(Updated on Friday, June 19 at 7:40 a.m.):
Daniel Neyoy-Ruiz—a father and husband who left sanctuary at Southside Presbyterian Church last year after getting a one-year stay from Immigration and Customs Enforcement—received a one-year extension of his deportation relief, and will leave sanctuary at First Christian Church as soon as he has the paperwork at hand, which should be Friday morning, according to various sources.
The stay from 2014 expired June 9. The next day, Neyoy-Ruiz quietly moved into sanctuary for fear of once again possibly facing removal. This time he was received at First Christian Church, because Rosa Robles-Loreto has also been living in sanctuary
at Southside for nearly 10 months now.
"At first I felt nervous because I didn't know what would happen, I feel beyond happy, like the first time I was given this permission. I will be calm for another year, but I hope soon, they'll resolve or completely close my case," he says after a celebratory ceremony Thursday afternoon at First Christian. "Still, I'm going to keep fighting with Rosa and help others who need sanctuary. They don't know, and I have to tell them that this is an option."
Like Robles Loreto, Neyoy-Ruiz is not a priority for removal per ICE policies, but the agency isn't known for following through with some of its own rules. When President Obama issued several immigration executive actions this past November, he also reassured that undocumented people who aren't felons or threaten national security should not be at the top of the deportation list.
“After conducting another review of Mr. Neyoy-Ruiz’s immigration case, U.S. Immigration and Customs Enforcement (ICE) has granted Mr. Neyoy-Ruiz an additional one-year stay of removal. At the end of that period, ICE will re-evaluate the case to determine the appropriate next steps," says Yasmeen Pitts O'keefe, ICE's spokeswoman. "ICE exercises prosecutorial discretion on a case-by-case basis, considering the totality of an individual’s case, including but not limited to criminal history, immigration history, family and community ties, humanitarian issues and whether he or she is likely to receive temporary or permanent status or other relief from removal."
Neyoy Ruiz and his wife Karla came to Tucson from Mexico 15 years ago. Their son, Carlos, who just graduated from middle-school, is a U.S. citizen, making Neyoy-Ruiz eligible for Obama's Deferred Action for Parents program—a work permit and permission to stay in the U.S. for three years with a chance to re-apply. However, in February, a federal judge in Texas blocked DAPA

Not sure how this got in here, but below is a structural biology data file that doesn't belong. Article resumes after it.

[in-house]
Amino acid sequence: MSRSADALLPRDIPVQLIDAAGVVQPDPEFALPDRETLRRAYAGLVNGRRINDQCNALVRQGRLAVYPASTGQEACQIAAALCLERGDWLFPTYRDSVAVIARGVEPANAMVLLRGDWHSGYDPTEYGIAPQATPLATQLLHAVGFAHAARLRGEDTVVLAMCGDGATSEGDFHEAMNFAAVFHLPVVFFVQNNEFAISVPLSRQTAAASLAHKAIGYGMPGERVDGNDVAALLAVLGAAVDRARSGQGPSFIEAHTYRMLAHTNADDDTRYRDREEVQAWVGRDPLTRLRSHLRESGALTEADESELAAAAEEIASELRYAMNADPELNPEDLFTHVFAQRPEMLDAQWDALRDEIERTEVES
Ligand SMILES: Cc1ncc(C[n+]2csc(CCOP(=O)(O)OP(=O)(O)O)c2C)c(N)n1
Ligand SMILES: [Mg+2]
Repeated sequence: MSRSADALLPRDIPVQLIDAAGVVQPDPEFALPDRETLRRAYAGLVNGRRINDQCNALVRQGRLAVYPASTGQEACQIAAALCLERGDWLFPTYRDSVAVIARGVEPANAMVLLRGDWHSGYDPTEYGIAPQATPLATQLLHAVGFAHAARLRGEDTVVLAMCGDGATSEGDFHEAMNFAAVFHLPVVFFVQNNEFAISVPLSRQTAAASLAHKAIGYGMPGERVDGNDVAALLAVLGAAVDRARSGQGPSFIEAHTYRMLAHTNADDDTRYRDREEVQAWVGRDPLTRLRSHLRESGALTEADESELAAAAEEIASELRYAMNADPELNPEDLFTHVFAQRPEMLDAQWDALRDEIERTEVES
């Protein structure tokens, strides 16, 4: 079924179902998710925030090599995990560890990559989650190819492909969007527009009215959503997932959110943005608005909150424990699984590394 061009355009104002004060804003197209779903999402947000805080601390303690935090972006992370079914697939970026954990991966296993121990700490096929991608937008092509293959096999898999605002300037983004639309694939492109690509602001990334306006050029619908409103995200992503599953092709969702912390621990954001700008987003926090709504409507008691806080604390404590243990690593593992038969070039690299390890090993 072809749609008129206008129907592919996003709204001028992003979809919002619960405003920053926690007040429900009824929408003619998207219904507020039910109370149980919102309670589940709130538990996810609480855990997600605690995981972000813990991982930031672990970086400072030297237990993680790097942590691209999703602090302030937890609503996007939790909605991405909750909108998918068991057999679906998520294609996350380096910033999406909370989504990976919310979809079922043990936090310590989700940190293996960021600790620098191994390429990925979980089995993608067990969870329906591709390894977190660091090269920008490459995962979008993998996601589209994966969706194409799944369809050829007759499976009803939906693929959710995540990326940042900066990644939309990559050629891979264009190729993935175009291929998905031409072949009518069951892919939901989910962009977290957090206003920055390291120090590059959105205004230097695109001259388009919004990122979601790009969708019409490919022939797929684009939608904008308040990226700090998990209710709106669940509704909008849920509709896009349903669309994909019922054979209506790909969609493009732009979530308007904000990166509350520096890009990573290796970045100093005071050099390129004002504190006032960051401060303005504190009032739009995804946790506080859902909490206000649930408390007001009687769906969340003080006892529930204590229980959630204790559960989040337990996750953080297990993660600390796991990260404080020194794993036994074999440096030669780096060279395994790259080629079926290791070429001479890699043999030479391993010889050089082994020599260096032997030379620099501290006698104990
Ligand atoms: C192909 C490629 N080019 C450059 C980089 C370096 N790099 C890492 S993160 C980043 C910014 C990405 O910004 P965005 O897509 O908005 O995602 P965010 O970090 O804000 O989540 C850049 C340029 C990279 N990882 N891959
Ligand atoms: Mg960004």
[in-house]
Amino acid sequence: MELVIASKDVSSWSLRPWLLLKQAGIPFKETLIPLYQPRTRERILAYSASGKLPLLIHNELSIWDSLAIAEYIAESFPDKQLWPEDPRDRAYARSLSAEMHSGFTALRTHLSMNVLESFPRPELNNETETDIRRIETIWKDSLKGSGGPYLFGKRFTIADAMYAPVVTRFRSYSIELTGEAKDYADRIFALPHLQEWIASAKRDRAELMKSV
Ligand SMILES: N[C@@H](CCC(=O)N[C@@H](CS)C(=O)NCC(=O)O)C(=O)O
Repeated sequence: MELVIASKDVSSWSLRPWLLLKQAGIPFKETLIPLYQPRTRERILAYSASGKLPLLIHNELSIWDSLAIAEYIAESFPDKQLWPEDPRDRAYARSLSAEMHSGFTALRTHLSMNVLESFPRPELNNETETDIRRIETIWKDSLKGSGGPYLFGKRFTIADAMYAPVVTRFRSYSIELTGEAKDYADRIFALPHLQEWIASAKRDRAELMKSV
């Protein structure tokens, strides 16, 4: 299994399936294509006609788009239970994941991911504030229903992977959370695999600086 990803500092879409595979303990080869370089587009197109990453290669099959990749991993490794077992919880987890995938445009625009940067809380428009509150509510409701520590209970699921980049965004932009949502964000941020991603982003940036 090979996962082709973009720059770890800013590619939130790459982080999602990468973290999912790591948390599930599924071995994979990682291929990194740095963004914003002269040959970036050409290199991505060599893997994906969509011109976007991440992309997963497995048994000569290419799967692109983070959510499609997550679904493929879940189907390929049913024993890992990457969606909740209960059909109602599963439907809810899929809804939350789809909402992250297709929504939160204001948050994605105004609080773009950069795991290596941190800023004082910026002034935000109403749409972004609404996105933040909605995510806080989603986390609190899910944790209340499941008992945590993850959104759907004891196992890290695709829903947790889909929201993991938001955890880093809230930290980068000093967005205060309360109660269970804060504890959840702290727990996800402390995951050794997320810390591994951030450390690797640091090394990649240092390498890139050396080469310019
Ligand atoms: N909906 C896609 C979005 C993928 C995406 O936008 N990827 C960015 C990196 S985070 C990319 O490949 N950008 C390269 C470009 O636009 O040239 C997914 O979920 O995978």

and an extension to DACA, a similar program but for undocumented immigrants brought here as children.
When he left sanctuary last year, his plans were to apply for DAPA. During this year, he also tried to renew his work permit, but he says it was rejected. Officials asked him to re-apply at a cost of $400. He lost his job as a result and has been searching for daily construction gigs to get by.
"I don't wish this fear on anyone, but they should be focusing their attention on people who have committed serious crimes, I don't even think they read our cases, all they see is an alien number, but that number has a heart, has a family, it's a person," he says.
This is the first time First Christian Church housed a sanctuary case since the movement recently emerged again. The church, along with Southside and several other congregations, was also part of the Sanctuary Movement in the 1980s
, a response to an influx of Central Americans fleeing their civil-war-stricken countries at the time. Local Quaker congregation, the Pima Monthly Meeting, is partnering with the church to help Neyoy-Ruiz and his family in any way they can.
"It's a tragedy, this is something that affects our community," says First Christian's pastor Ailsa Guardiola Gonzalez. "Being a strong community, a community of support of love for families, those opportunities are being stolen and it affects all of us."
Now, Neyoy-Ruiz hopes DACA will be unblocked, so he has a more solid path to permanently have permission to stay in the country.
His son is getting ready to start high school in the fall as a member of the football team, and Neyoy-Ruiz doesn't want to miss a thing.
His departure from sanctuary is bittersweet, though. When he thinks of Robles Loreto, he wonders why she's been away for nearly one year.
"They need to look at our accomplishments, what we bring to this country. We aren't here to steal, we aren't here to do bad things, we are here to fight for our families, to work hard from dusk until dawn," he says. "I tell her to be strong, to not give up. God is good and something has to happen soon."